That relatively good news prompted Forbes.com's Lisa DiCarlo to write: "Not even Donald Trump would dump somebody like this. Craig Conway was fired from PeopleSoft today, the same day the company announced that its third-quarter license revenue will be much better than expected."
Forbes.com: PeopleSoft's Schizophrenia

Not-So-Pleasant Town?

Saturday's San Francisco Chronicle noted that the town elders in Pleasanton, Calif., the home to PeopleSoft, are hoping they won't lose the town's biggest employer: "City officials said that losing the software company would be painful, but only modestly so because the area's economy is so diverse. 'We've got a pretty diverse base of businesses in our community,' said Tom Pico, Pleasanton's mayor. 'The loss of one of them, which is something we wouldn't want to see happen, wouldn't have a profound effect on us long term.'"
San Francisco Chronicle: Pleasanton Ponders Fate of PeopleSoft

Antipiracy Teamwork

Some of technology's biggest players are teaming up to try to stave off compatibility issues with anti-piracy software, the Wall Street Journal and other media outlets reported today. Figuring out compatibility is a huge issue so that consumers won't be further turned off by a bevy of confusing standards as the entertainment industry battles online piracy.

The new coalition includes Sony, Hewlett-Packard, Philips Electronics, Samsung, Twentieth Century Fox, and Matsushita Electric Industrial Co., the Journal reported. The industry group, called Coral, "plans to develop specifications to make it easier for protected files to work with multiple devices and content services, without causing headaches for consumers," the paper said. "But Coral is starting out without two influential players: Apple Computer Inc., whose iPod device was designed to only play protected songs from its iTunes store, and Microsoft Corp., whose digital-file formats are widely used on other devices but are incompatible with Apple's. The incompatibility is partly because of differences in the companies' software for protecting copyrighted songs. More conflicts lie ahead, Coral members believe, unless hardware, software and content suppliers start doing something now."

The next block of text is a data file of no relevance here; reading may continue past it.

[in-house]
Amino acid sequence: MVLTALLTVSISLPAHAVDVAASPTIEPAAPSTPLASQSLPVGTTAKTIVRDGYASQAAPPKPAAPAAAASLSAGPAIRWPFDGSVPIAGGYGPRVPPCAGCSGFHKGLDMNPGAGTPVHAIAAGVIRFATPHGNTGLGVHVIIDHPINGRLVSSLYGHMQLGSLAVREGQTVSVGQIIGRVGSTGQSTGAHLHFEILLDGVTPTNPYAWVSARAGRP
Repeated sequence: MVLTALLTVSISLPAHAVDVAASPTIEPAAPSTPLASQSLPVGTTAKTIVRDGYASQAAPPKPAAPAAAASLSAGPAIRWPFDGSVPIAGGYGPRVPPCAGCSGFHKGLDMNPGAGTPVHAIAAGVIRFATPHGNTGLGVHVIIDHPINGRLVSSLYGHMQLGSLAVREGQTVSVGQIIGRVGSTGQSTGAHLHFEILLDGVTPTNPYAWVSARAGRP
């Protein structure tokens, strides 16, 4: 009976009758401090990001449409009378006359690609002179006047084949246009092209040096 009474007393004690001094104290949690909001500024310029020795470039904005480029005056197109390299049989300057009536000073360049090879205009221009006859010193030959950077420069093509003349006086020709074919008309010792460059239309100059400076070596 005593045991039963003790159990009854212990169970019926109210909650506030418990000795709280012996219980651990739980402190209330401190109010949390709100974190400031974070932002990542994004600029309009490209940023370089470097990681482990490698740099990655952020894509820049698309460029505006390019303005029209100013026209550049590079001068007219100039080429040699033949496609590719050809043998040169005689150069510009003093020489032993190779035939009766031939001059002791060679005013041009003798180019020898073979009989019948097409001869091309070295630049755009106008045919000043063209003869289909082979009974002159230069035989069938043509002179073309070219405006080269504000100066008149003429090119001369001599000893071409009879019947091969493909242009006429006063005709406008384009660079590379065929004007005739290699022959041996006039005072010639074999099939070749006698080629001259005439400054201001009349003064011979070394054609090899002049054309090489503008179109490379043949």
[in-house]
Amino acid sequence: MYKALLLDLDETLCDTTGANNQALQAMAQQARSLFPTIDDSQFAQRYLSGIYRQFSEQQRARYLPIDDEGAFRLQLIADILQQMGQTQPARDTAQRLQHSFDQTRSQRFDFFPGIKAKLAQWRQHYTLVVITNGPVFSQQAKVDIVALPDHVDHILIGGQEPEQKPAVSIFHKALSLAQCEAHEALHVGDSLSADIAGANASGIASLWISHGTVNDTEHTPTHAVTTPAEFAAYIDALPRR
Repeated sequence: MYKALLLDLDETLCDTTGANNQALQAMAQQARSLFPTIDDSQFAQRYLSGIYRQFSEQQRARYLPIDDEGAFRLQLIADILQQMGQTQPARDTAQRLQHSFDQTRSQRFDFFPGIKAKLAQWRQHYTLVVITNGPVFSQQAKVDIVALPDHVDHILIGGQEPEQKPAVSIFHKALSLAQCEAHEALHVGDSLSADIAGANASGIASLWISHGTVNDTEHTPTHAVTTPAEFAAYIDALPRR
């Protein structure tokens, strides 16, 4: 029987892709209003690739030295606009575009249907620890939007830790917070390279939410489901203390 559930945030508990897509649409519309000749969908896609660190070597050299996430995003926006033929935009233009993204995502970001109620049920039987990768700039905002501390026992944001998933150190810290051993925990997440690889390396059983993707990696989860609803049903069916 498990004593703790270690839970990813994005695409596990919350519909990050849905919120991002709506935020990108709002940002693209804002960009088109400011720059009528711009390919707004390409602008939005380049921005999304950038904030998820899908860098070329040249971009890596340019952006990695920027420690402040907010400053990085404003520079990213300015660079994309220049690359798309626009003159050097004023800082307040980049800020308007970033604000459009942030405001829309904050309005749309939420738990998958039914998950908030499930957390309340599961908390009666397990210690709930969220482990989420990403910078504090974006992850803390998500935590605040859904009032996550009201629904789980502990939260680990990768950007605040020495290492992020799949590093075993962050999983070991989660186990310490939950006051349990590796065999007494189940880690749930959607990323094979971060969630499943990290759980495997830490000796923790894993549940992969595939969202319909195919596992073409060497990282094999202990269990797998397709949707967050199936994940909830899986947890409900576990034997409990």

The Wall Street Journal: Consortium Seeks Compatibility For Antipiracy Software Programs (Subscription required)

The Los Angeles Times noted that RealNetworks Inc. is also not part of the group. Another sticking point, the paper said, is that the group does not "have a proposed solution -- just a commitment to develop one in the next nine months. That won't be easy, said analyst Michael McGuire of Gartner G2, a technology research firm. If the system is too complex for a discount-store sales clerk to explain, he said, 'it's not going to work.' But neither will the status quo. Analysts and industry executives agree that though today's early adopters are savvy enough to deal with the technical headaches, average consumers won't be so forgiving and that could prevent legal downloading services from gaining traction. If Coral succeeds, the entertainment industry won't have to settle on a single anti-piracy technology, said Talal Shamoon, chief executive of Intertrust Technologies Corp., a DRM developer controlled by Sony and Philips."
The Los Angeles Times: Firms To Address Piracy Locks (Registration required)

CNET's News.com further explained the crux of the problem that Coral aims to solve: "The problem the group is tackling is the one familiar to anyone who owns Apple Computer's iPod music player and has been unable to play music purchased from an online music store operated by Napster, Microsoft or another Apple rival. DRM software that protects content such as music, movies and video games is proprietary, and many different companies now produce incompatible varieties. Participants say Coral will be aimed at creating a set of technology specifications that will let different kinds of copy protection be translated into other varieties."